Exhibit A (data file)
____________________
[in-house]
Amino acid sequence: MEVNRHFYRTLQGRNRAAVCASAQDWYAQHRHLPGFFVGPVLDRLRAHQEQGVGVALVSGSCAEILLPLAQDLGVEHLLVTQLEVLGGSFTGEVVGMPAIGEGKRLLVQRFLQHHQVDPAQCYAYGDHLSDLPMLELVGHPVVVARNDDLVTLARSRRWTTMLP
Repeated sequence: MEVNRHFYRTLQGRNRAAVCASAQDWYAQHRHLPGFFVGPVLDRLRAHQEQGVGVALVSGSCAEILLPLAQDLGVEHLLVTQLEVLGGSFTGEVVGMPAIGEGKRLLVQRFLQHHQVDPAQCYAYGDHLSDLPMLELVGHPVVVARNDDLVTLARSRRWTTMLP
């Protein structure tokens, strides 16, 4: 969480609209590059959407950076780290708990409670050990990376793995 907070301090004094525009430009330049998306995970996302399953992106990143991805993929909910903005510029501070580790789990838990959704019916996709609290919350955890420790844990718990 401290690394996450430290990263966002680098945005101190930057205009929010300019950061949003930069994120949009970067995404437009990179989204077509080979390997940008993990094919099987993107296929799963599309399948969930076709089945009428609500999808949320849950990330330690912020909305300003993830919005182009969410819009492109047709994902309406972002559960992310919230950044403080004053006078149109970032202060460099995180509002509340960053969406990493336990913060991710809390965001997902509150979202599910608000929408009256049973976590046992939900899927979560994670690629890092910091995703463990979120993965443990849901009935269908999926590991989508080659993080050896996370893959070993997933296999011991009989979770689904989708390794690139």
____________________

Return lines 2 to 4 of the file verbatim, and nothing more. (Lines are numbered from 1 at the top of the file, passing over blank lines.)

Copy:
Amino acid sequence: MEVNRHFYRTLQGRNRAAVCASAQDWYAQHRHLPGFFVGPVLDRLRAHQEQGVGVALVSGSCAEILLPLAQDLGVEHLLVTQLEVLGGSFTGEVVGMPAIGEGKRLLVQRFLQHHQVDPAQCYAYGDHLSDLPMLELVGHPVVVARNDDLVTLARSRRWTTMLP
Repeated sequence: MEVNRHFYRTLQGRNRAAVCASAQDWYAQHRHLPGFFVGPVLDRLRAHQEQGVGVALVSGSCAEILLPLAQDLGVEHLLVTQLEVLGGSFTGEVVGMPAIGEGKRLLVQRFLQHHQVDPAQCYAYGDHLSDLPMLELVGHPVVVARNDDLVTLARSRRWTTMLP
């Protein structure tokens, strides 16, 4: 969480609209590059959407950076780290708990409670050990990376793995 907070301090004094525009430009330049998306995970996302399953992106990143991805993929909910903005510029501070580790789990838990959704019916996709609290919350955890420790844990718990 401290690394996450430290990263966002680098945005101190930057205009929010300019950061949003930069994120949009970067995404437009990179989204077509080979390997940008993990094919099987993107296929799963599309399948969930076709089945009428609500999808949320849950990330330690912020909305300003993830919005182009969410819009492109047709994902309406972002559960992310919230950044403080004053006078149109970032202060460099995180509002509340960053969406990493336990913060991710809390965001997902509150979202599910608000929408009256049973976590046992939900899927979560994670690629890092910091995703463990979120993965443990849901009935269908999926590991989508080659993080050896996370893959070993997933296999011991009989979770689904989708390794690139």